Definitions

from The American Heritage® Dictionary of the English Language, 5th Edition.

  • noun A small stream; a brook.
  • intransitive verb To undergo combustion or be consumed as fuel.
  • intransitive verb To be damaged, injured, or destroyed by fire, heat, radiation, electricity, or a caustic agent.
  • intransitive verb To consume fuel.
  • intransitive verb To emit heat or light by fire or energy.
  • intransitive verb To become dissipated or be dispelled.
  • intransitive verb To suffer death or punishment by fire.
  • intransitive verb To be electrocuted.
  • intransitive verb To be very hot; bake.
  • intransitive verb To feel or look hot.
  • intransitive verb To impart a sensation of heat.
  • intransitive verb To penetrate something by intense heat, energy, or caustic effect.
  • intransitive verb To cause a strong impression, especially by emotional intensity.
  • intransitive verb To become irritated or painful, as by chafing or inflammation.
  • intransitive verb To become sunburned or windburned.
  • intransitive verb To be consumed with strong emotion, especially.
  • intransitive verb To be or become angry.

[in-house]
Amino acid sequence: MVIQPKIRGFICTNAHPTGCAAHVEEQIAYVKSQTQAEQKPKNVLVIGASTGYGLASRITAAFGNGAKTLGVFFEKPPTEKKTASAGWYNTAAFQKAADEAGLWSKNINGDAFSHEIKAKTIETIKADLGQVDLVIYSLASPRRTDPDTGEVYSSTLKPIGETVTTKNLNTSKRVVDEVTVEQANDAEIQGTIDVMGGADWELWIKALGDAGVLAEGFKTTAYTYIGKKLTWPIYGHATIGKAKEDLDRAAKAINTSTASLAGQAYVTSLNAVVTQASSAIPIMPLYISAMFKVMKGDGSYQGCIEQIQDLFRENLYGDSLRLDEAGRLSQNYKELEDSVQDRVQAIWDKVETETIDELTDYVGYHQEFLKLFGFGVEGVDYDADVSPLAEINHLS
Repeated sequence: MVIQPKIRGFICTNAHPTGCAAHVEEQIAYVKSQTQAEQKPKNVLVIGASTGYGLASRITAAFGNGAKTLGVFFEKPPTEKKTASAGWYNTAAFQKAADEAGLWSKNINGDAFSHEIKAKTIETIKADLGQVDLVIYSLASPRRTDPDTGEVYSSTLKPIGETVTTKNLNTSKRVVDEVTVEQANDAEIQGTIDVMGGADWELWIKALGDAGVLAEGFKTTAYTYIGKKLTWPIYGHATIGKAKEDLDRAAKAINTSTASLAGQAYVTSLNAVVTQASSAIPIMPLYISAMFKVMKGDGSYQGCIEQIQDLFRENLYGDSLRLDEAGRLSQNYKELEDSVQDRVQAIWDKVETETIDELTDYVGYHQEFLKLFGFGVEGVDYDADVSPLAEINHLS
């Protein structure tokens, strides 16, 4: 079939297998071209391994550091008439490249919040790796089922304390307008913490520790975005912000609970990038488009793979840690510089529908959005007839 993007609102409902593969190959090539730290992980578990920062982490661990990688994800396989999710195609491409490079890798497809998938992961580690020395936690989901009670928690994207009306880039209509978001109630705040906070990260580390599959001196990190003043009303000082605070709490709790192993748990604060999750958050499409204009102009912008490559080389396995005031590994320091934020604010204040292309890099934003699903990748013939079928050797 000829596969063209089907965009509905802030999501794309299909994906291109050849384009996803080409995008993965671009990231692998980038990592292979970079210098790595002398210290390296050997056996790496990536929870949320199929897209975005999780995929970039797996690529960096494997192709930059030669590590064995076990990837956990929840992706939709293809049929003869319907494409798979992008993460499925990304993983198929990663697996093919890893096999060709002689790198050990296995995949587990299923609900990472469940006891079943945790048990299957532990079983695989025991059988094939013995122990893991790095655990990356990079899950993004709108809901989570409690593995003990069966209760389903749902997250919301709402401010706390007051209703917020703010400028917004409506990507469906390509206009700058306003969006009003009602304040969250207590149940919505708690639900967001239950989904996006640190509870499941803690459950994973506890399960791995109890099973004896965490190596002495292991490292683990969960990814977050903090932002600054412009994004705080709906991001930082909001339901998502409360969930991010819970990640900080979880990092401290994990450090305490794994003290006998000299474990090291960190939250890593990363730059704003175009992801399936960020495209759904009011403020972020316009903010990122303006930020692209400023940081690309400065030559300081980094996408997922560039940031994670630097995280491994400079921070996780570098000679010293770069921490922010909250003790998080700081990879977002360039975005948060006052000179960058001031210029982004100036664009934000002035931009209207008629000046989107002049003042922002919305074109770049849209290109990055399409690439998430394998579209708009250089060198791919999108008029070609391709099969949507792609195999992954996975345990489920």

• intransitive verb To be very eager.
  • intransitive verb To cause to undergo combustion, especially to the point of destruction.
  • intransitive verb To consume (fuel or energy, for example).
  • intransitive verb To use as a fuel.
  • intransitive verb To metabolize (glucose, for example) in the body.
  • intransitive verb To damage or injure by fire, heat, radiation, electricity, or a caustic agent.
  • intransitive verb To make or produce by fire or heat.
  • intransitive verb To dispel or dissipate, as by heat.
  • intransitive verb To execute or kill with fire.
  • intransitive verb To execute by electrocution.
  • intransitive verb To irritate or inflame, as by chafing or sunburn.
  • intransitive verb To impart a sensation of intense heat to.
  • intransitive verb To make angry.
  • intransitive verb To brand (an animal).
  • intransitive verb To engrave or make indelible by burning.
  • intransitive verb To cause to be felt or remembered because of emotional intensity.
  • intransitive verb To harden or impart a finish to by subjecting to intense heat; fire.
  • intransitive verb To defeat in a contest, especially by a narrow margin.
  • intransitive verb Sports To outplay or score on (an opponent), especially through quick or deceptive movement.
  • intransitive verb To inflict harm or hardship on; hurt.
  • intransitive verb To swindle or deceive; cheat.

Etymologies

from The American Heritage® Dictionary of the English Language, 4th Edition

[Middle English, from Old English burna; see bhreu- in Indo-European roots.]

from The American Heritage® Dictionary of the English Language, 4th Edition

[Middle English burnen, from Old English beornan, to be on fire, and from bærnan, to set on fire; see gwher- in Indo-European roots.]

from Wiktionary, Creative Commons Attribution/Share-Alike License